Notes on John C. Calhoun, A Disquisition on Government, () But “this [ social] state cannot exist without government”, and “In no age or country has any . A Disquisition on Government [John C. Calhoun, H. Lee Cheek Jr.] on Amazon. com. *FREE* shipping on qualifying offers. This volume provides the most. A DISQUISITION ON GOVERNMENT. In order to have a clear and just conception of the nature and object of government, it is indispensable to understand.

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Calhoun’s Philosophy of Politics: From the same cause, there is a like tendency in aristocratical to terminate in absolute governments of the monarchical form; but by no means as strong, because there is less repugnance between military power and aristocratical, than between it and democratical governments.

The concurrent majority, since it would discourage aggrandizement by particular interests, would tend to bring the community together. From the nature of popular governments, the control of its powers is vested in the many; while military power, to be efficient, must be vested in a single individual.

These vibrations would continue until confusion, corruption, disorder, and anarchy, would lead to an appeal to force—to be followed by a revolution in the form of the government.

Among these, the trial by jury is the most familiar, and on that account, will be selected for illustration.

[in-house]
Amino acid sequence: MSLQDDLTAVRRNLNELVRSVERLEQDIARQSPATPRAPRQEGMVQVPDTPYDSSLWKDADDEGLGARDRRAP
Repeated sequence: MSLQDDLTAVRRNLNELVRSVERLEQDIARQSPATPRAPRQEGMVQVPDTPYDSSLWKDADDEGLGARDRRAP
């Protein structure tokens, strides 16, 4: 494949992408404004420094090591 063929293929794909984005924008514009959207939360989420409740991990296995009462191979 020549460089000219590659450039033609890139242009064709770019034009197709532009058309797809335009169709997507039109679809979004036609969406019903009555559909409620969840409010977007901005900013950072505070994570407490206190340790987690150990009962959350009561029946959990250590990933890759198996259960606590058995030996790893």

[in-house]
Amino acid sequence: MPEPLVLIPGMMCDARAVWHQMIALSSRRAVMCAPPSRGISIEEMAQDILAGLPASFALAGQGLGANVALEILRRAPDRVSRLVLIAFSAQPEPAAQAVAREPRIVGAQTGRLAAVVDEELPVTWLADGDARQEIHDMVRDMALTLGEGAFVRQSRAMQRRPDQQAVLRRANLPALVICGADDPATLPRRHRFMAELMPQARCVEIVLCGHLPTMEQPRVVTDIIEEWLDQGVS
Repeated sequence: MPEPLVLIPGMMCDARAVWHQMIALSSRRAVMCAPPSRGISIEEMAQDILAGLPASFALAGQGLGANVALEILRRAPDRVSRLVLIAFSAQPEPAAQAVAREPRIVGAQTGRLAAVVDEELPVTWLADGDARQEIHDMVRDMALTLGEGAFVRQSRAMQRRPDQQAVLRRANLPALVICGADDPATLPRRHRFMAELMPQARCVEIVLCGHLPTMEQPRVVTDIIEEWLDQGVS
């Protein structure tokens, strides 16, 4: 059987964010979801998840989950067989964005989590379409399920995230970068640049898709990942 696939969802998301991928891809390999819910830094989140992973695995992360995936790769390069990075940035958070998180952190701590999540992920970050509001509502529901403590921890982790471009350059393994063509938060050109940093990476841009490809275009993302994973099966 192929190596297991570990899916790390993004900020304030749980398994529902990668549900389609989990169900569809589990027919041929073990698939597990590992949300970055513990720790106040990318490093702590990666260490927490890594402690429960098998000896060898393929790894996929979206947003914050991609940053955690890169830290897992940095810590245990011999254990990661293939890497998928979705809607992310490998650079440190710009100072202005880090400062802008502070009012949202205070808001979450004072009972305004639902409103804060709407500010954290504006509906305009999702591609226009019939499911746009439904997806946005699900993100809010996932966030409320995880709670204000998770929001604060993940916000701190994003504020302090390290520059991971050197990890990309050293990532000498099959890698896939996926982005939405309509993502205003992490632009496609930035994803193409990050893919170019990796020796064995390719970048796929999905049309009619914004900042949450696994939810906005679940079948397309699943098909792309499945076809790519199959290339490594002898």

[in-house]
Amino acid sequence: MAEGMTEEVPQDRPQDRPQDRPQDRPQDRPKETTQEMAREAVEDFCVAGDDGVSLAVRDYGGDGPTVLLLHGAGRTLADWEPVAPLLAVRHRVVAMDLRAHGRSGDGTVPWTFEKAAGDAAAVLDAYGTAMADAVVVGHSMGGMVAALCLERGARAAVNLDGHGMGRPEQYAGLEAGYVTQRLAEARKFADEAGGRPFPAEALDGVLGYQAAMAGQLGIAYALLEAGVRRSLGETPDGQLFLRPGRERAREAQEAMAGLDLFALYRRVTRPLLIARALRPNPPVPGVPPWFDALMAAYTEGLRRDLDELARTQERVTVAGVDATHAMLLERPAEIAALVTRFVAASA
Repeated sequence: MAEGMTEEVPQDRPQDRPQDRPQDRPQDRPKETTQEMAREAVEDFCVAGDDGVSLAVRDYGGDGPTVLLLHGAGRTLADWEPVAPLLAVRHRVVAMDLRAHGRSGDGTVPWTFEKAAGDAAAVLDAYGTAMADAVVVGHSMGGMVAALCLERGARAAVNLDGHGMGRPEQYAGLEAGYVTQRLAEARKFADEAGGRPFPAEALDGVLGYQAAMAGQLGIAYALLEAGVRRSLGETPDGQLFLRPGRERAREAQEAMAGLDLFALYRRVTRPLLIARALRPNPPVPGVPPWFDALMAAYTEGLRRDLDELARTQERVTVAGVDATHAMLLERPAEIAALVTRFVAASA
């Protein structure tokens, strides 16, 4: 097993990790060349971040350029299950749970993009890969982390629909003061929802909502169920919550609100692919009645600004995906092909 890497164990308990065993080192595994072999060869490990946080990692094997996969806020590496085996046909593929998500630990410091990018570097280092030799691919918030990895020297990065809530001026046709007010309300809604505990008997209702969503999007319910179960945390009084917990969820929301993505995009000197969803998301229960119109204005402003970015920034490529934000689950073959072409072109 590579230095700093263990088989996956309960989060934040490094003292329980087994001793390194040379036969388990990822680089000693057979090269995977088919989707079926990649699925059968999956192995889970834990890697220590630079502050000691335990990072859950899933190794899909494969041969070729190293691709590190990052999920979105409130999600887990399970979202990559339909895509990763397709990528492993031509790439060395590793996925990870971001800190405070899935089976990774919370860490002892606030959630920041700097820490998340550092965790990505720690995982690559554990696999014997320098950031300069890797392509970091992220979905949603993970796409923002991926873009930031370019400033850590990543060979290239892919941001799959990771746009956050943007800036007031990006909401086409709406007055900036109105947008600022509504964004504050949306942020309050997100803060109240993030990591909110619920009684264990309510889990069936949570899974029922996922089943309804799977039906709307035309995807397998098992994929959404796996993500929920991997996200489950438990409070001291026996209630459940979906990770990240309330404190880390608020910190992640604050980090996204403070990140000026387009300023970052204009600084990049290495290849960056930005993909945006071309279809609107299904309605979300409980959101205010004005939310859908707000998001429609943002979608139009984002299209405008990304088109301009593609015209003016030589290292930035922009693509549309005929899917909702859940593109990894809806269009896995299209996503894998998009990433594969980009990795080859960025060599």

For this purpose, a struggle will take place between the various interests to obtain a majority, in order to control the government. The numerical majority is as truly a single powerand excludes the negative as completely as the absolute government of one, or of the few.

A Disquisition on Government (1849)

To call any other so, would be impious. It is only through an organism which vests each with a negative, in some one form or another, that those who have like interests in preventing the government from passing beyond its proper sphere, and encroaching on the rights disquisitionn liberty of individuals, can cooperate peaceably and effectually in resisting the encroachments of power, and thereby preserve their rights and liberty.

So long as this state of things continues, exigencies will occur, in which the entire powers and resources of the community will be needed to defend its existence. It may be further affirmed, that, being more favorable to the enlargement and security of liberty, governments of the concurrent, must necessarily be more favorable to progress, development, improvement, and civilization — and, of course, to the increase of power which results from, and depends on these, than those of the numerical majority.


In doing this, it laid the solid foundation of Roman liberty and greatness. Governmebt whole united must necessarily place under the control of government an amount of honors and emoluments, sufficient to excite profoundly the ambition of the aspiring and the cupidity of the avaricious; and to lead to the formation of hostile parties, and violent party conflicts and struggles to obtain the control of the government.

They acquired the right, not only of vetoing the passage of all laws, but also their execution; and thus obtained, through their tribunes, a negative on the entire action no the government, without divesting the patricians of their control over the Senate.